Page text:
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There are over 20,000 different proteins in the body (1). How do proteins have so much functional diversity based upon only 20 building blocks? The answer lies in the complexity of primary, secondary, tertiary, and quaternary structure (Figure 1).
Figure 1. The four levels of protein structure.
The primary structure consists of the amino acid sequence of the protein. Even at this level, there is substantial biochemical complexity including the acidity, size, hydrophobicity, and charge conferred by the different amino acids. Regarding acidity, there are three types of amino acids; neutral (e.g. alanine), acidic (e.g. aspartic acid), and basic (e.g. arginine).
The secondary structure consists of the small-scale 3D structures caused by the interactions between the amide groups. The major classes are alpha helices and beta sheets. Alpha helices are right-handed coiled structures. The variable groups are facing outward, and the structure is held together by hydrogen bonds between the N-H group of one amino acid and the C=O group of the 4th amino acid. For example, myoglobin is a protein with multiple alpha helices. Beta sheets are a pleated structure formed by the interaction of N-H and C=O groups of neighboring strings of amino acids. Fibroin, a major component of silk, is almost entirely beta sheets (2).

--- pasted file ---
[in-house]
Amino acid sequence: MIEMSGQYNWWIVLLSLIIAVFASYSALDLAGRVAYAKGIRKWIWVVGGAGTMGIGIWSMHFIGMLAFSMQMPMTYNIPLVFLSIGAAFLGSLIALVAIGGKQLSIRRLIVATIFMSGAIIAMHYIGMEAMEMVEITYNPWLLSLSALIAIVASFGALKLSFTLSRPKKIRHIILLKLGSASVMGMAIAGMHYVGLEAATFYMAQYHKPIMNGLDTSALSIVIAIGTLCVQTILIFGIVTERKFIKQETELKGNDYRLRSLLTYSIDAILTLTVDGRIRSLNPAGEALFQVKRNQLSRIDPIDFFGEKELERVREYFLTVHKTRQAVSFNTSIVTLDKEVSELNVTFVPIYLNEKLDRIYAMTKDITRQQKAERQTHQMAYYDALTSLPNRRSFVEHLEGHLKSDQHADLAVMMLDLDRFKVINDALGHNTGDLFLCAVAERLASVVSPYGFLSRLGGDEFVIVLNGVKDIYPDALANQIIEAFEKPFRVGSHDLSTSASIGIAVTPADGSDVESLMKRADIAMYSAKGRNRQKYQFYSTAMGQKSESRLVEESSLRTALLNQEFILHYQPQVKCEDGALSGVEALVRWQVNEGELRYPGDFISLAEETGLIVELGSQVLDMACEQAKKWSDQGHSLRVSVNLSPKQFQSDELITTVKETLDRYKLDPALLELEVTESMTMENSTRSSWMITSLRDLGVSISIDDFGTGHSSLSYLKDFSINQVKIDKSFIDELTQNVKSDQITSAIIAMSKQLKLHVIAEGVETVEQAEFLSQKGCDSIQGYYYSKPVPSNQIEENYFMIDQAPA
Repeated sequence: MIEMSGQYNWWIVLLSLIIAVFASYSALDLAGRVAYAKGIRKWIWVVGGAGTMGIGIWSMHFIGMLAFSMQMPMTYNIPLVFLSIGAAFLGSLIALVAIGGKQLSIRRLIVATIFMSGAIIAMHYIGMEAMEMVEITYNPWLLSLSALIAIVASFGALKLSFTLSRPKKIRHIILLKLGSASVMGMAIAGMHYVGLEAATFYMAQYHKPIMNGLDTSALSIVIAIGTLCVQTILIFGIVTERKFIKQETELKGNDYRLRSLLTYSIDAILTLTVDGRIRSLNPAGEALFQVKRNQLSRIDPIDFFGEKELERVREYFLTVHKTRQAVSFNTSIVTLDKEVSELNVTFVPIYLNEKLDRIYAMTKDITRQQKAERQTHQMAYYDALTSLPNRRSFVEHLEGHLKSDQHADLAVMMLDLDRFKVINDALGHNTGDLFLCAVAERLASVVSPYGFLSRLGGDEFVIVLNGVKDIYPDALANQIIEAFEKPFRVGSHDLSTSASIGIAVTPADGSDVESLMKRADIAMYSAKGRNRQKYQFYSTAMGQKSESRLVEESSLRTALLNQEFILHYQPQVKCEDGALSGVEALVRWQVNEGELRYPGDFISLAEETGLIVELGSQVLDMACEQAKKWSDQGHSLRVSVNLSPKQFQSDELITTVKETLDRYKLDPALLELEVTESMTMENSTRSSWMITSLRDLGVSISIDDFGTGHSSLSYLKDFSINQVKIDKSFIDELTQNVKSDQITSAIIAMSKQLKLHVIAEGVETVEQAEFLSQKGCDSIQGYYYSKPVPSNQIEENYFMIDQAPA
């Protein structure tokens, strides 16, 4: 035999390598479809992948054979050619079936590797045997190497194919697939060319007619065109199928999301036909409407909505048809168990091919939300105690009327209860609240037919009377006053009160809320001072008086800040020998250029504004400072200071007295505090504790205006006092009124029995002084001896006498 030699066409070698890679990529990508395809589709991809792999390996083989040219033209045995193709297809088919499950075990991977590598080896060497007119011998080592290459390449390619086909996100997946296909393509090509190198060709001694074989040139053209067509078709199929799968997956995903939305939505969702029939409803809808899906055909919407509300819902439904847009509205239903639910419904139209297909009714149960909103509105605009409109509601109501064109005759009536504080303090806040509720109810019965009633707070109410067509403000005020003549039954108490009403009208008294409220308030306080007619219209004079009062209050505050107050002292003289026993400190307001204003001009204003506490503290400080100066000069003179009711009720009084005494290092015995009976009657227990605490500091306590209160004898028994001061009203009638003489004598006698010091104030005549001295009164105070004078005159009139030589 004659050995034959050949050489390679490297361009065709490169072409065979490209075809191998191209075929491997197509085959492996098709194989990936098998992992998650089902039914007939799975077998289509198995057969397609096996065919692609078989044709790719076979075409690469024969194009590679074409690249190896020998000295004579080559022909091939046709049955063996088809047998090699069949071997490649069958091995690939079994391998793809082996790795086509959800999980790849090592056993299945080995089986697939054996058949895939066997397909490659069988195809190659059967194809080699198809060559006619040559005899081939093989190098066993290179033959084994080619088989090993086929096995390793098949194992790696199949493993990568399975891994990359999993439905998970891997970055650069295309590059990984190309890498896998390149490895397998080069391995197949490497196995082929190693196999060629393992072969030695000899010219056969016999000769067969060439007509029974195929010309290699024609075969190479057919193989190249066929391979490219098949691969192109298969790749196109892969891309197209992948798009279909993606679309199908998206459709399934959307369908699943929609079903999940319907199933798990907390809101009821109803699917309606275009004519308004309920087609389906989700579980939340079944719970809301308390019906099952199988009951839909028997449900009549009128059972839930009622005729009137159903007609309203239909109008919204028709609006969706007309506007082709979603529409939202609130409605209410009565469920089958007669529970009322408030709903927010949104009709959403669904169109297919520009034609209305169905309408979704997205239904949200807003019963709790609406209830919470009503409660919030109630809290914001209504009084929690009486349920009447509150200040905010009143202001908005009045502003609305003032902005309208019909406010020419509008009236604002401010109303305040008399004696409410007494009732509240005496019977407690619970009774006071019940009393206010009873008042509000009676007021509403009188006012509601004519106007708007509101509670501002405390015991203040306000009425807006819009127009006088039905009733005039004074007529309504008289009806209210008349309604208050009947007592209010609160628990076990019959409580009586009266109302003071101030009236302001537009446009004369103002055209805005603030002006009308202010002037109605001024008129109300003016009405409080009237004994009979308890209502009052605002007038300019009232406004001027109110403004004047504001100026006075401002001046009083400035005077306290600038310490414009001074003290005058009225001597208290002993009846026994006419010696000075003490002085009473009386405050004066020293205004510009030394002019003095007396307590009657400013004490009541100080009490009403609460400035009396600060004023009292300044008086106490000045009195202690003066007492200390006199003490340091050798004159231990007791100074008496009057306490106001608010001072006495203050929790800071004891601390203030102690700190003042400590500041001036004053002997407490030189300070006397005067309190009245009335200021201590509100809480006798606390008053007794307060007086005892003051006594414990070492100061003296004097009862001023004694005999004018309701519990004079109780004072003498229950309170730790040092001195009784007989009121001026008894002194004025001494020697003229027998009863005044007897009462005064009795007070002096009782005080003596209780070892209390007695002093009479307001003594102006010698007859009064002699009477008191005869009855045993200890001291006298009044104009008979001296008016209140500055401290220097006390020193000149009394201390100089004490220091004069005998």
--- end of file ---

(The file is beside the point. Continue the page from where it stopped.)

Tertiary structure is the large-scale 3D conformation of the protein caused by the numerous interactions between side chains, alpha helices, and beta sheets. Although computational methods are constantly improving (3), X-ray crystallography is still the most reliable method of discovering the protein’s shape (4).
Lastly, quaternary structure is the arrangement of several protein subunits in a complex. Examples of complexes with quaternary structures include antibodies and hemoglobin. Besides these four levels of structure, proteins can be further altered for function by post-translational modifications. Find out more in our Blog article.